Washington Times contributor and syndicated radio host Steve Deace used an anti-semitic propaganda video, which features a British far right “fascist” politician, as evidence that refugees seeking asylum in the U.S. have “brutal intentions.” In reality, refugees are thoroughly vetted and evidence of refugee ties to terrorism are extremely rare.
In his November 17 column for The Washington Times, Deace warned that Europe was being overrun by refugees bent on raising the flag of Islam over the continent, and that the U.S. would suffer the same fate if refugees from the Syrian Civil War were relocated here. Deace claimed refugees met by welcoming Europeans hid sinister intentions to exploit and overtake European culture:
The waves of Syrian and other Muslim refugees inundating Europe have often been met by clapping and cheering Germans or Swedes singing their version of “this land is your land.”
But the refugees already knew that sappy tune, which is why they came so far in the first place. They knew they would be given other people's money. They knew their hosts were bent on demographic suicide due to paltry birthrates. And they knew the women and young girls at the end of their journey were ripe for sexual conquest because the men would do little about it.
As evidence for his fear mongering, Deace pointed to a video “which catalogs in detail the brutal intentions of those who are welcomed under the banner of peace and understanding.” Deace attributes the video to Jews News, a blog which has been criticized in the past for posting inaccurate and inflammatory misinformation about Muslims. The video purports to show a collection of footage and interviews edited to stoke fears of Middle Eastern refugees.
The racist slant of the video includes an overarching theme of anti-Semitism, which blames Jews for the assimilation and multiculturalism the video's creators warn against. The film includes footage of Nick Griffin, the former leader of the British National Party, a right-wing political party both academics and Prime Minster David Cameron refer to as “fascist.” Griffin warns in the video of “an unholy alliance of leftists, capitalists and zionist supremacists” who “schemed to promote immigration and miscegenation,” with a “deliberate aim of breeding us out of existence in our own homelands.”
Even the right-wing site Breitbart, which also shared the video, acknowledged that the inclusion of the “anti-Semitic” Griffin in the film represented a “swipe” at European Jews. The video closes with a warning that Jews will act as a catalyst for multiculturalism using a clip of Barbara Lerner Spectre, an American-Israeli academic, who claims Jews will play a “leading role” in making Europe “multicultural.”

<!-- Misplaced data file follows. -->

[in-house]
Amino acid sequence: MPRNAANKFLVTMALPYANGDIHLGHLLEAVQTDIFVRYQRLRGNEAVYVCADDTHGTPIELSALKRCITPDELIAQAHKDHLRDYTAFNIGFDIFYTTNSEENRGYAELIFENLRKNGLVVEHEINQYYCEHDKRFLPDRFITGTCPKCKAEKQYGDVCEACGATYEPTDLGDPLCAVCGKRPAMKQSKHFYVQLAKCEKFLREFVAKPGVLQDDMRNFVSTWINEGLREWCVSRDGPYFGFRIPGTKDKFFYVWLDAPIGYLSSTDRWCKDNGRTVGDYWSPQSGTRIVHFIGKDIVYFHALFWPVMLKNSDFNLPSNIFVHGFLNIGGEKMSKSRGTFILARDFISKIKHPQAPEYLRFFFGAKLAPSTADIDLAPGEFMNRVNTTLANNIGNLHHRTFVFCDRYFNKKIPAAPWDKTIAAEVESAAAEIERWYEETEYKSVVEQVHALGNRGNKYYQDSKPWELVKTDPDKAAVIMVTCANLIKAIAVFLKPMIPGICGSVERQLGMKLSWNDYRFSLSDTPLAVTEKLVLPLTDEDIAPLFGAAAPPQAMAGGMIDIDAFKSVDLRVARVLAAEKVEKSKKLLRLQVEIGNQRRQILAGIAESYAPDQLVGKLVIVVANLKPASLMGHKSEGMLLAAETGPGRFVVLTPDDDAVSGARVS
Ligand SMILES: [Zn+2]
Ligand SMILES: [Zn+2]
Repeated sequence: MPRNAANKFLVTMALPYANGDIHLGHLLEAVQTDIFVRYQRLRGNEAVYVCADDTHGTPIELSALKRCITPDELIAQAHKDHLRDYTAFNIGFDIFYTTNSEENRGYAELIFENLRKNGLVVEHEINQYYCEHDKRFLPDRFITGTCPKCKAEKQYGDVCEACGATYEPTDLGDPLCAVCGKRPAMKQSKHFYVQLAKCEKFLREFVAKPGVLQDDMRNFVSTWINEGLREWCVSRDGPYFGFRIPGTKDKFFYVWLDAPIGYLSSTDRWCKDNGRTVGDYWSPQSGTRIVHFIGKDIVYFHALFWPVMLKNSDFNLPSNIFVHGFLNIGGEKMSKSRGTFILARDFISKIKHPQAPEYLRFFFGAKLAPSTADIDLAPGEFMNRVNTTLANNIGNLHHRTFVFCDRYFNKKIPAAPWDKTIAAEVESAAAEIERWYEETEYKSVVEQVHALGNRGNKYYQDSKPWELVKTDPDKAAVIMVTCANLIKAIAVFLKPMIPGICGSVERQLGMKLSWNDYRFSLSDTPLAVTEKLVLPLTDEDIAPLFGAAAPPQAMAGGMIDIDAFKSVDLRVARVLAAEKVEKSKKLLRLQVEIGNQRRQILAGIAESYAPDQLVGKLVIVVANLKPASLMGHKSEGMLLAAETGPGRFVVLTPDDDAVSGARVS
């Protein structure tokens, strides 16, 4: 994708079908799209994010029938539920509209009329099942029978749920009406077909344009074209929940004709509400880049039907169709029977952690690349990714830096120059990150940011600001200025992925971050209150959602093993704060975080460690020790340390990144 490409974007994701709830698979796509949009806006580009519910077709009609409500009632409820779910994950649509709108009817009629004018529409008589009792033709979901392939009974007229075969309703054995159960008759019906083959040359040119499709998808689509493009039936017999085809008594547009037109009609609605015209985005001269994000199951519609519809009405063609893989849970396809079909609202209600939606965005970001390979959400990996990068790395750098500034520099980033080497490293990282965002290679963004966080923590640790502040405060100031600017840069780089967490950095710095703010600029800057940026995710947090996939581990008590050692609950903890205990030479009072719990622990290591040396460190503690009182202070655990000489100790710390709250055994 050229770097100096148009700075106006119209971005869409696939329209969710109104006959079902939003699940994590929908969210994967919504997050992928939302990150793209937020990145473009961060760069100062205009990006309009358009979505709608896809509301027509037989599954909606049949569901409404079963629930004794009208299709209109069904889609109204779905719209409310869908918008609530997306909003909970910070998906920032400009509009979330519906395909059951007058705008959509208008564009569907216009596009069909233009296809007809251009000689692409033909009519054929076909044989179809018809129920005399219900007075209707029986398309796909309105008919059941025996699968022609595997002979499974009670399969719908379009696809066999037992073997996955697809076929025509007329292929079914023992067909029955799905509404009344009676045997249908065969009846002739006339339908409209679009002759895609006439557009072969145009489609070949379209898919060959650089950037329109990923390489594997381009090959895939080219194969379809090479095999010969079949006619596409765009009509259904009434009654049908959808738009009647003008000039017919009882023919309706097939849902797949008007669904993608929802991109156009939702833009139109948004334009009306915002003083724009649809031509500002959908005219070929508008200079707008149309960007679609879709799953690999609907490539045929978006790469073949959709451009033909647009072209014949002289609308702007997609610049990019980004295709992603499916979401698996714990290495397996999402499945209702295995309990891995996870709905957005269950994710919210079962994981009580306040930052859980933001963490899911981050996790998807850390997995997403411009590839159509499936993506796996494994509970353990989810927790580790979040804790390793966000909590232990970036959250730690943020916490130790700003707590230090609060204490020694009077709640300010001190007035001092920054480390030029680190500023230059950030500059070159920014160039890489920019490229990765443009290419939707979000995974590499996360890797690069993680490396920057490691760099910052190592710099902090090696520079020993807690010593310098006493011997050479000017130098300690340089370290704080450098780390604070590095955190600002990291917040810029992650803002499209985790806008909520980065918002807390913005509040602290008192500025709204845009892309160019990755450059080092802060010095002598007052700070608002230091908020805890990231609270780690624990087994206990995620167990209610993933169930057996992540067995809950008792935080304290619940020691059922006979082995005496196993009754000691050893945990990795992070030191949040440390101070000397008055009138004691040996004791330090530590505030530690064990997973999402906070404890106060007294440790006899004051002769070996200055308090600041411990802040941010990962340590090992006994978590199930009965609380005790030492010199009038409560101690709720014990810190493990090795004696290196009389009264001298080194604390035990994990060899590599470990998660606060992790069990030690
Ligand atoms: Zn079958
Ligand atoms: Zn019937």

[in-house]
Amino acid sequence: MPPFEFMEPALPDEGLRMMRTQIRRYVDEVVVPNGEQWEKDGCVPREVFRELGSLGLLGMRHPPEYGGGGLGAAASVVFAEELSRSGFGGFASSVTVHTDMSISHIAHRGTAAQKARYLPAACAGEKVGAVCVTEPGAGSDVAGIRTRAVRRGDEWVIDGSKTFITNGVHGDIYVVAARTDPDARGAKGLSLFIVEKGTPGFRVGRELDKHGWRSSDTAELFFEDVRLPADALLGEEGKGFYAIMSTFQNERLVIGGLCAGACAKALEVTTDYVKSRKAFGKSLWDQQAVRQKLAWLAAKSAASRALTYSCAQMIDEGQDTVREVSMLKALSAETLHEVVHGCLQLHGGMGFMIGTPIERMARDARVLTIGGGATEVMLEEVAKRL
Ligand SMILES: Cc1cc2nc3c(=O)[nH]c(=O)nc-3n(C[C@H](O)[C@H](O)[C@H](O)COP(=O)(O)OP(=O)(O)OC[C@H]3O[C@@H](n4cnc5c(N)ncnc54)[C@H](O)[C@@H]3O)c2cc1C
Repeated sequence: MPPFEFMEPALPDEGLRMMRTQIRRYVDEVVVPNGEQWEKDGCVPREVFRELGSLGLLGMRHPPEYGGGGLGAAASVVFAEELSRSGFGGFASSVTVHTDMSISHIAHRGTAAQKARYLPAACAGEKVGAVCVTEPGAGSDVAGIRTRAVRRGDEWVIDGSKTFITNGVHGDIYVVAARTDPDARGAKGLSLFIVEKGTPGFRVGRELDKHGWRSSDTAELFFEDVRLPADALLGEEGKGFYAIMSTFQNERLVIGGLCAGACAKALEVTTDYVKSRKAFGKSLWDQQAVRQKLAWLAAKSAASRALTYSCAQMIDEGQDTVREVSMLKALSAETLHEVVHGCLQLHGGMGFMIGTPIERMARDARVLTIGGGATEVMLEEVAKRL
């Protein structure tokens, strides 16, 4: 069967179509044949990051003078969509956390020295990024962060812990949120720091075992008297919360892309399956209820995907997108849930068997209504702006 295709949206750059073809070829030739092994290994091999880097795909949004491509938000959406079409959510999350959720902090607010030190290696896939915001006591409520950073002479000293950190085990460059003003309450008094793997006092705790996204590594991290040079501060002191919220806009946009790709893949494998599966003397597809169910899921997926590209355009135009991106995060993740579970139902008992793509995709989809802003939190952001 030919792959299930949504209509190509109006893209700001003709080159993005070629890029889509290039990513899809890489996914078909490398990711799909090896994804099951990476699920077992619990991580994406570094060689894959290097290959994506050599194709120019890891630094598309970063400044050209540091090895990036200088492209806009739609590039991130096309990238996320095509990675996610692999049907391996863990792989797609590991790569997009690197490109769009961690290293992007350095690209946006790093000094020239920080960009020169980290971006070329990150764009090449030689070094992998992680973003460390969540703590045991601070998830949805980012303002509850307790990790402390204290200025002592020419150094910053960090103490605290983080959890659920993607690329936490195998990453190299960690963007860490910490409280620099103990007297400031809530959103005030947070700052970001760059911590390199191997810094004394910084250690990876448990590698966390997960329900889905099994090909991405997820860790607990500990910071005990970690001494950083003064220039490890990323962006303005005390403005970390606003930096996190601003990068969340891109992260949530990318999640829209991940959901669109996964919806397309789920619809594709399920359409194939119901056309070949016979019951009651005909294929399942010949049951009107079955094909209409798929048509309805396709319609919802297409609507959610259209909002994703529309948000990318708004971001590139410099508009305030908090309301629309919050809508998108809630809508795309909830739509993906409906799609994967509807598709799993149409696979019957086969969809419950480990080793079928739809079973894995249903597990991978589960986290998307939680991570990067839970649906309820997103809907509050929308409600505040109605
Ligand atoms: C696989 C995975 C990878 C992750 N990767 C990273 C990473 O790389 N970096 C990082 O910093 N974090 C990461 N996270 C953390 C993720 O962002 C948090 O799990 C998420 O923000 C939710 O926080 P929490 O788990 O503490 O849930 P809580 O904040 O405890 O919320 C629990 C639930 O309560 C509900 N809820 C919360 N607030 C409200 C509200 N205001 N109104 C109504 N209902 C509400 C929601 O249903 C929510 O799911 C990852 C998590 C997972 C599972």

The origin of the video appears to be from a collaboration between users of 4chan and 8chan's "/pol/" message boards, known for their dedication to discussing self-proclaimed "politically incorrect" topics, which often venture into white supremacy. The YouTube account “Death of Nations,” which is responsible for the video's release, bookended the incendiary footage with a logo referencing the /pol/ message board. According to The Daily Beast, members of these same forums posted hacked social media information of Trayvon Martin in an attempt to “depict him as a thug and drug user, and justify his shooting death.”
Deace's choice to use the video as a warning against accepting refugees rejects expert analysis of the minimal security threat posed by refugees as well as statistics of refugee behavior. According to the Migration Policy Institute, it is very unlikely a terrorist would choose to infiltrate, or be successful in infiltrating, the refugee resettlement program (emphasis added):
The most common arguments against resettling more Syrian refugees, made by some Republican presidential candidates and members of Congress, is that the resettlement program could be a path for infiltration into the United States by ISIS or other terrorists. But the refugee resettlement program is the least likely avenue for a terrorist to choose. Refugees who are selected for resettlement to the United States go through a painstaking, many-layered review before they are accepted. The FBI, Department of Homeland Security, State Department, and national intelligence agencies independently check refugees' biometric data against security databases. The whole process typically takes 18-24 months, with high hurdles for security clearance.
The Department of Homeland Security has a strong track record in vetting refugees accepted into the U.S. Since September 11, 2001, only two of the 745,000 refugees resettled in America have been arrested for terrorist related activities (specifically aiding al-Qaeda in Iraq, not planning attacks on United States soil). According to an analysis by The New York Times, “nearly twice as many people have been killed by white supremacists, antigovernment fanatics and other non-Muslim extremists than by radical Muslims,” since 9/11.
Deace's promotion of right-wing, anti-immigrant propaganda actually plays into the desires of anti-Western extremist groups like ISIS, because it complicates an already chaotic refugee crisis and encourages the sort of anti-Muslim behavior that terror groups use as a recruiting tool. The goal of terrorism is to effect change by using fear to pit populations against one another. ISIS and others aim to sow fear and promote costly overreaction. One such overreaction would be the rejection of well-vetted refugees.